If I’m going to subsidise somebody to take part in a trip or an event, I want the sponsored efforts to have tangible beneficial results in themselves, and not be just a diversion or holiday for the participants.   Why not a sponsored clean-up of Dublin parks and canals?  A sponsored cook-in for homeless people? A sponsored house clean for sick and elderly people?  A sponsored day out for handicapped children?

In the Sunday Times, Daisy Waugh has similar feelings:

…. I’ve made it a rule never to contribute to fundraising efforts where fundraisers are simply finding a moral high ground from which to bore us all about a new personal hobby.  So: premenopausal ladies struggling with weight issues, wanting sponsorship to run half-marathons: forget it.  Ditto middle-aged fathers demanding money for week-long bike rides in exotic and manly places.  Not a chance. In fact, now I think about it, any begging communication at all which uses the words “challenge” or “fun” – or which suffixes their named endeavour with a facetious “athon” – doesn’t even make it to my Maybe One Day pile.  No matter what the cause.  It goes straight in the bin.

Her article appears under the headline “Nobody’s having fun at my expense”.  Join the club, Daisy.


3 Responses to “No I won’t pay for your holiday, even if I’m giving part of the money to charity”

  1. rayoshae Says:

    just looked through your site and although quiet amusing it is also very sad that people like you would go to any lenghts to undermine the work of the people who give a great deal of time and effort giving up there free time and family time to raise money for these charities. my father passed away this year he was only 64 today we walked in his memory already we have raised 6000k for i.c.s and its all thanks to people who are not so narrow mined as you. i am doin the china trek but i have paid my way and its not a freebie if ever have the unfortunate luck to ever have a familt member suffer from such a devasting illness you may understand until keep your unwanted and hurtfull opionins to yourself.

  2. PuckstownLane Says:

    Thank you for your comment. But my wish is to ensure that more (not less) money finds its way into charities for direct use in alleviating suffereing, poverty and sickness. I think that the whole sponsored trip thing has got out of control and is in danger of being counter-productive. I know I am not the only one who feels this way.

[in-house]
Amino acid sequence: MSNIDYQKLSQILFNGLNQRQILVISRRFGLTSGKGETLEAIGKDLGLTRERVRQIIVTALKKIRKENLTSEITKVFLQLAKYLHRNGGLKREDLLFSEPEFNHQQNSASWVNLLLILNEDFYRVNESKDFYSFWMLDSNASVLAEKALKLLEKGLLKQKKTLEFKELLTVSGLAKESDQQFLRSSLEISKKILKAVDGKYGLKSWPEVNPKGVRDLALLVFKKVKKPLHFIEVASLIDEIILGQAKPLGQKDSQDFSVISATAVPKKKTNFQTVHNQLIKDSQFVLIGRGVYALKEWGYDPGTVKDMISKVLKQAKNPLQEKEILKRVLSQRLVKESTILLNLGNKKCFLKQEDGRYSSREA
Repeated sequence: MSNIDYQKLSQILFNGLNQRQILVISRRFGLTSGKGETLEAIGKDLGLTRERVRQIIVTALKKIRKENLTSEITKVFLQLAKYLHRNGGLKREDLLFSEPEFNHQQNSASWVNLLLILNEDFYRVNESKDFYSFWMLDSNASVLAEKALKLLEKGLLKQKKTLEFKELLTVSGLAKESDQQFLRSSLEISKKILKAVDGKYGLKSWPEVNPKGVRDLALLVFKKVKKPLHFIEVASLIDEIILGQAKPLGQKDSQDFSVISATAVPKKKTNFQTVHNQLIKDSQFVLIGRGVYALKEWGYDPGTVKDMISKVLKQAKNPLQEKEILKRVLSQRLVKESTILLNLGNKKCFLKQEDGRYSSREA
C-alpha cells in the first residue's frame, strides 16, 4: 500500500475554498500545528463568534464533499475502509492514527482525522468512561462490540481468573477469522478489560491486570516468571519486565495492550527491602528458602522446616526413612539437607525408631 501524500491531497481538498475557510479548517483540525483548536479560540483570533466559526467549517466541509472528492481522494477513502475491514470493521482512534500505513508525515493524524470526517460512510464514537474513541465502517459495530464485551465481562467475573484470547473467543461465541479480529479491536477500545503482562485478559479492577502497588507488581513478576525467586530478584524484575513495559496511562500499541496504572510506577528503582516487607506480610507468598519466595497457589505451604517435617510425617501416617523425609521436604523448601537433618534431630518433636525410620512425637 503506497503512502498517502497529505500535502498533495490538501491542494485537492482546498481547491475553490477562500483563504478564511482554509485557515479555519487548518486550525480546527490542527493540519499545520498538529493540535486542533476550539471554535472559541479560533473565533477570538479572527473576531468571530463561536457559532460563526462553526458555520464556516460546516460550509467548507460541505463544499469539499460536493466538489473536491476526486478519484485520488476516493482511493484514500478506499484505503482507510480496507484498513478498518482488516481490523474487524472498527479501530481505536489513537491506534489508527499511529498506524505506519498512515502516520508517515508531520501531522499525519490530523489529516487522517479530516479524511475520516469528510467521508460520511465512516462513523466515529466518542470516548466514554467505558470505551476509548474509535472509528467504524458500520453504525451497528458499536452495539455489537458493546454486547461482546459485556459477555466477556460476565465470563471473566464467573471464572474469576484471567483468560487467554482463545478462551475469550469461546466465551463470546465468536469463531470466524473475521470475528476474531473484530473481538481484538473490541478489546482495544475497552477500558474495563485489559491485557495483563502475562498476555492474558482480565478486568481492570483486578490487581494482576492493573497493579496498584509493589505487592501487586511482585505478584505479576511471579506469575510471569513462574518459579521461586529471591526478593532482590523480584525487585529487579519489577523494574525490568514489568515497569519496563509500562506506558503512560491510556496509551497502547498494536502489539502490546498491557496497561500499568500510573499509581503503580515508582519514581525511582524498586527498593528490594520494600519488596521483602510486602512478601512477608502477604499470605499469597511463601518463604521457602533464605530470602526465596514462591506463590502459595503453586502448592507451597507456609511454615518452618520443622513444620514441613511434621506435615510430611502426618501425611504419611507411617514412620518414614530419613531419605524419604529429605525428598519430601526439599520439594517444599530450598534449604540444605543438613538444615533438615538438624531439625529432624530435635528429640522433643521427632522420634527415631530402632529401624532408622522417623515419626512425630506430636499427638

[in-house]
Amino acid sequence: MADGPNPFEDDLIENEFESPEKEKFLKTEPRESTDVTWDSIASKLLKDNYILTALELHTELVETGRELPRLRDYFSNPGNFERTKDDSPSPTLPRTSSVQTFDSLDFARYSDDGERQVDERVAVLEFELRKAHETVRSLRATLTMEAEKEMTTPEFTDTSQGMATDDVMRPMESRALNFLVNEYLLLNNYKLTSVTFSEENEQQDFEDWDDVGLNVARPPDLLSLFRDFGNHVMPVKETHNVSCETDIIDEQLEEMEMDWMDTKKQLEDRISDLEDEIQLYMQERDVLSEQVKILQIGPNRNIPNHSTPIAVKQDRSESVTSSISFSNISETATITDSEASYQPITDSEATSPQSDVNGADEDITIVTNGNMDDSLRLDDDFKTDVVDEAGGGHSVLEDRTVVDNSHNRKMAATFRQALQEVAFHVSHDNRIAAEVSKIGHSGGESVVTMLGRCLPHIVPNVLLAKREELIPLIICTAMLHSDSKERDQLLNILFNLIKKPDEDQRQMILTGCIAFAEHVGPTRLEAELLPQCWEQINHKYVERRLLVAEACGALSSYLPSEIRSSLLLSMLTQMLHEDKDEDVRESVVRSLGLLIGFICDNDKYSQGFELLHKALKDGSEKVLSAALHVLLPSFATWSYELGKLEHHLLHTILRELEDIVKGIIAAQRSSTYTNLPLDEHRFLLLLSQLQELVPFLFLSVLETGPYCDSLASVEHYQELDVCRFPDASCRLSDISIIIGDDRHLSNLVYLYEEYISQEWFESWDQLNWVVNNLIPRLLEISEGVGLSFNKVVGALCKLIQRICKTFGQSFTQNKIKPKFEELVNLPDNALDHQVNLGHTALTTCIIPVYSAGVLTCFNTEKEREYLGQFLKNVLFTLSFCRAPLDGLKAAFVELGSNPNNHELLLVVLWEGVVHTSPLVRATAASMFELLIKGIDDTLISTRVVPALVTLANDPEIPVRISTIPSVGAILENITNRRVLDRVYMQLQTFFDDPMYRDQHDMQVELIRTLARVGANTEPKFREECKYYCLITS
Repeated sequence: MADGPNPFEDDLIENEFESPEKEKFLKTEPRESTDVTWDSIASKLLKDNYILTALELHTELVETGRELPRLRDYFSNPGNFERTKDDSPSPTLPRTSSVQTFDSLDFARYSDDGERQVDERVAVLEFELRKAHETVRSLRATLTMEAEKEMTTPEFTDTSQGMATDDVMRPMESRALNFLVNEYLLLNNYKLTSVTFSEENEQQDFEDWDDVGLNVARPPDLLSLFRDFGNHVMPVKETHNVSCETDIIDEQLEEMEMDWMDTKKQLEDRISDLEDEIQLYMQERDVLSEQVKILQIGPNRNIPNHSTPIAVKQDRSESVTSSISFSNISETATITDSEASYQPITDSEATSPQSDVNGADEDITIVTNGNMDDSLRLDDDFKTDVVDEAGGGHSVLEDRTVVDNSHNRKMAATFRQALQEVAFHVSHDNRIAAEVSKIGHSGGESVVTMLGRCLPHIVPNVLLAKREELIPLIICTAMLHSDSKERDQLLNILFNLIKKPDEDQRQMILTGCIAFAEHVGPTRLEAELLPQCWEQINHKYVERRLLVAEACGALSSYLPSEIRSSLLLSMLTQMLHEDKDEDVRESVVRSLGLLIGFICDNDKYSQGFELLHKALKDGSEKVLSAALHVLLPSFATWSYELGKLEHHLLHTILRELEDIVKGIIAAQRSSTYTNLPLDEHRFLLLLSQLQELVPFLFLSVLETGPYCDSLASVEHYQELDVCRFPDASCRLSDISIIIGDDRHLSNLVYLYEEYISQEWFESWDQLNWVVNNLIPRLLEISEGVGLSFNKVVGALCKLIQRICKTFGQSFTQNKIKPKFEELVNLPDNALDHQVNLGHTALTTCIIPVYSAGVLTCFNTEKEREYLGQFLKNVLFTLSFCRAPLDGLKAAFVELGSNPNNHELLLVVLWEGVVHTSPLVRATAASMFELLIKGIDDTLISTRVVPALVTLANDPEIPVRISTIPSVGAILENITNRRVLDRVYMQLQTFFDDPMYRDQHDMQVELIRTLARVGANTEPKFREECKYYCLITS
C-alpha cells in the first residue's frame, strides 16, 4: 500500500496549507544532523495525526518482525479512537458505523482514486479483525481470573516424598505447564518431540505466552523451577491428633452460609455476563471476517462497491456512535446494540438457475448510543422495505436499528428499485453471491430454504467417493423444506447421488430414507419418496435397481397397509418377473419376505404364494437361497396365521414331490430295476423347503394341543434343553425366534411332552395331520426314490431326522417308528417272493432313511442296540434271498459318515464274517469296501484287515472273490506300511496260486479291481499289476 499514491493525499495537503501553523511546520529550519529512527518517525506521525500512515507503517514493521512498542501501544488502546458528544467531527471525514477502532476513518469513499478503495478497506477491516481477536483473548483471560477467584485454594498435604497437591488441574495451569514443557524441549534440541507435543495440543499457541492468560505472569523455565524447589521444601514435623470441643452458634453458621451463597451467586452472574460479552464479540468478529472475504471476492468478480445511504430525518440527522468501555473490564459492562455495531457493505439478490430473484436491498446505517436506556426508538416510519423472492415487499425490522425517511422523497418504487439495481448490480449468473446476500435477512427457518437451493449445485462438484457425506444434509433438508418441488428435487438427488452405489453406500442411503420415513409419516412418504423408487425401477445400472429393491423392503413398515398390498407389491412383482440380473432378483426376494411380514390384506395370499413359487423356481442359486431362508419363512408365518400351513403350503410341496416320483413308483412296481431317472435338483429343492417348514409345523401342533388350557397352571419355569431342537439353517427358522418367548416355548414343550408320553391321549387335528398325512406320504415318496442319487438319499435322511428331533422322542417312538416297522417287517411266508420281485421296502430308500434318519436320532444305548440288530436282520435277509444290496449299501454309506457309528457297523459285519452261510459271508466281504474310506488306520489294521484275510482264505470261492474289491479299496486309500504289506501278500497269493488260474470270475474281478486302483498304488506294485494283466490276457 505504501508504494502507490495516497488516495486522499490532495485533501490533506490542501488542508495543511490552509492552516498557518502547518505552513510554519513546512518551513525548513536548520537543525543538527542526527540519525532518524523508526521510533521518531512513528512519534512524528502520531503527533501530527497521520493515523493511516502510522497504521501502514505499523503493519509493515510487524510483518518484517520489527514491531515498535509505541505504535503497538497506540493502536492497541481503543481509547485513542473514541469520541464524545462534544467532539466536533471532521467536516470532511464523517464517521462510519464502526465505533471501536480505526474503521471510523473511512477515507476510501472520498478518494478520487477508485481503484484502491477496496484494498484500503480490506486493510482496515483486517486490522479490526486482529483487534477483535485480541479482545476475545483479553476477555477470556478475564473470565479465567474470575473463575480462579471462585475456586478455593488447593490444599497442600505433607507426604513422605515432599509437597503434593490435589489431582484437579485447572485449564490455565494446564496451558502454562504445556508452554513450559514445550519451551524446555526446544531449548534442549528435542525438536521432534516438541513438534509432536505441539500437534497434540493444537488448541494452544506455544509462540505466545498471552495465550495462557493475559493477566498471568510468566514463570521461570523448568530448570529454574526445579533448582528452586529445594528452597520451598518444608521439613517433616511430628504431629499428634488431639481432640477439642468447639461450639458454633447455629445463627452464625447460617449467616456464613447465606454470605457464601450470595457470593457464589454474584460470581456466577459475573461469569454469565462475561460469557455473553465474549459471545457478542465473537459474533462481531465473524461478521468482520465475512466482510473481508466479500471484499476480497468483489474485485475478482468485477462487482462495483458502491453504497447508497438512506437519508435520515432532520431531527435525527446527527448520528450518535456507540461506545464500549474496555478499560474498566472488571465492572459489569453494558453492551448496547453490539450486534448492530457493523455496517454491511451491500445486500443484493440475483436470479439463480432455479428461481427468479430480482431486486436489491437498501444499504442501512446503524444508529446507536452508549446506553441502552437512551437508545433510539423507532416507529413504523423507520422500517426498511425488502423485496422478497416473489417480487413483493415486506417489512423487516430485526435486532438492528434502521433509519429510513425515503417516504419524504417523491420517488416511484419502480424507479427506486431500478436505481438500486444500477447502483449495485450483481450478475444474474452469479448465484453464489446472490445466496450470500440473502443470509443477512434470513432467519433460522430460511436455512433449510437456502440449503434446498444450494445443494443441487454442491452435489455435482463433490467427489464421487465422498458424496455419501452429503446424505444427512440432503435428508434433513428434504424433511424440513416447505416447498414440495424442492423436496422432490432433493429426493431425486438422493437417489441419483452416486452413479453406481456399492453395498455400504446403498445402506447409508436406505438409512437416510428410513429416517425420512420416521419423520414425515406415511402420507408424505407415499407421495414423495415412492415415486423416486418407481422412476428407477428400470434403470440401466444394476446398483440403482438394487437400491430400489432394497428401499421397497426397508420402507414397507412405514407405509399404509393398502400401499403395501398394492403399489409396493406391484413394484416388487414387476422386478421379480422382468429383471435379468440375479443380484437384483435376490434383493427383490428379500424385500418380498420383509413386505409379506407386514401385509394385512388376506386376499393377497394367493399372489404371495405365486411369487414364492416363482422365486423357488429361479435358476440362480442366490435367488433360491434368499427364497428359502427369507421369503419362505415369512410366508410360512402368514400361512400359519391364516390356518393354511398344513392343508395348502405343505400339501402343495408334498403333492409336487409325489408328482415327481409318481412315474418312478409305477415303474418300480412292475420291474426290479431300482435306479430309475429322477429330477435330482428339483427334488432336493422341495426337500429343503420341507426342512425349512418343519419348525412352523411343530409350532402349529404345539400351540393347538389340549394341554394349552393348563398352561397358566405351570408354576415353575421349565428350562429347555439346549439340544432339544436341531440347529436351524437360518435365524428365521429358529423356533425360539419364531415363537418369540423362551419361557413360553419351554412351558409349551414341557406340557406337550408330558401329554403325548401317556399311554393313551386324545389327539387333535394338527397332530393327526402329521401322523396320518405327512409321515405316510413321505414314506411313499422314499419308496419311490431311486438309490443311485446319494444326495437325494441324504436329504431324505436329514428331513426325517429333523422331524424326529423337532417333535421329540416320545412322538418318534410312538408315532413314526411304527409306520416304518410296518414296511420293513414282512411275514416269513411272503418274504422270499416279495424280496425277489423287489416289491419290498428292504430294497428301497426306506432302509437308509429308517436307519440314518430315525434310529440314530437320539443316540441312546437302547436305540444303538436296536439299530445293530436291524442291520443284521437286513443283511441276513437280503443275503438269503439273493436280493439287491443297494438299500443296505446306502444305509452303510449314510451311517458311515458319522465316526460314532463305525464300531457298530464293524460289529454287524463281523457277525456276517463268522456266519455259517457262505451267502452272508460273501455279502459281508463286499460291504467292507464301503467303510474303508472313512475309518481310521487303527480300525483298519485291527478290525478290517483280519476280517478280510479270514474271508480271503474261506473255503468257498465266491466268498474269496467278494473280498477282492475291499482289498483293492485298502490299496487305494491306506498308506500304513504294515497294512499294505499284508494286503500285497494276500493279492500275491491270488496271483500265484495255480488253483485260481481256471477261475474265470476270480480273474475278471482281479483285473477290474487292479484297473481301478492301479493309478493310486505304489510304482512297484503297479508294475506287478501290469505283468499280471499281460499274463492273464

3. Susan Carroll Says:

    I understand what you are saying, however, I do believe like many things in life, there is a reciprocal relationship here, and the treks offer a great incentive for people to raise money for many really worthy charities, I do not agree with your point that this causes the charity to have less money as much of this money would never be raised without the challenges. I am sure one does not raise up to 4500 overnight, this would take a huge amount of work and giving up free time organising events, a friend of mine recently undertook one of these trips and raised over 4000 euros in ten weeks but she worked very hard to do this, she did not ask anyone for direct sponsorship but organised and ran a series of events which were very enjoyable and sociable for those who attended and who were very happy to give a donation to a worthy charity in return. Most of these companies also make extra charitable donations to offset their carbon footprint and support local tourism in some pretty underdeveloped parts of the world whose people also really benefit. In a world where there is so much bad stuff happening overall, observing the experiences of my friend I could only see good stuff and the enormous amount of goodwill that was generated and money raised for one of smaller but very necessary charities which in these recessionary times is struggling. I wish all of those people the very best of luck and if those people enjoy the trip having worked so hard to raise the money what is so bad about that.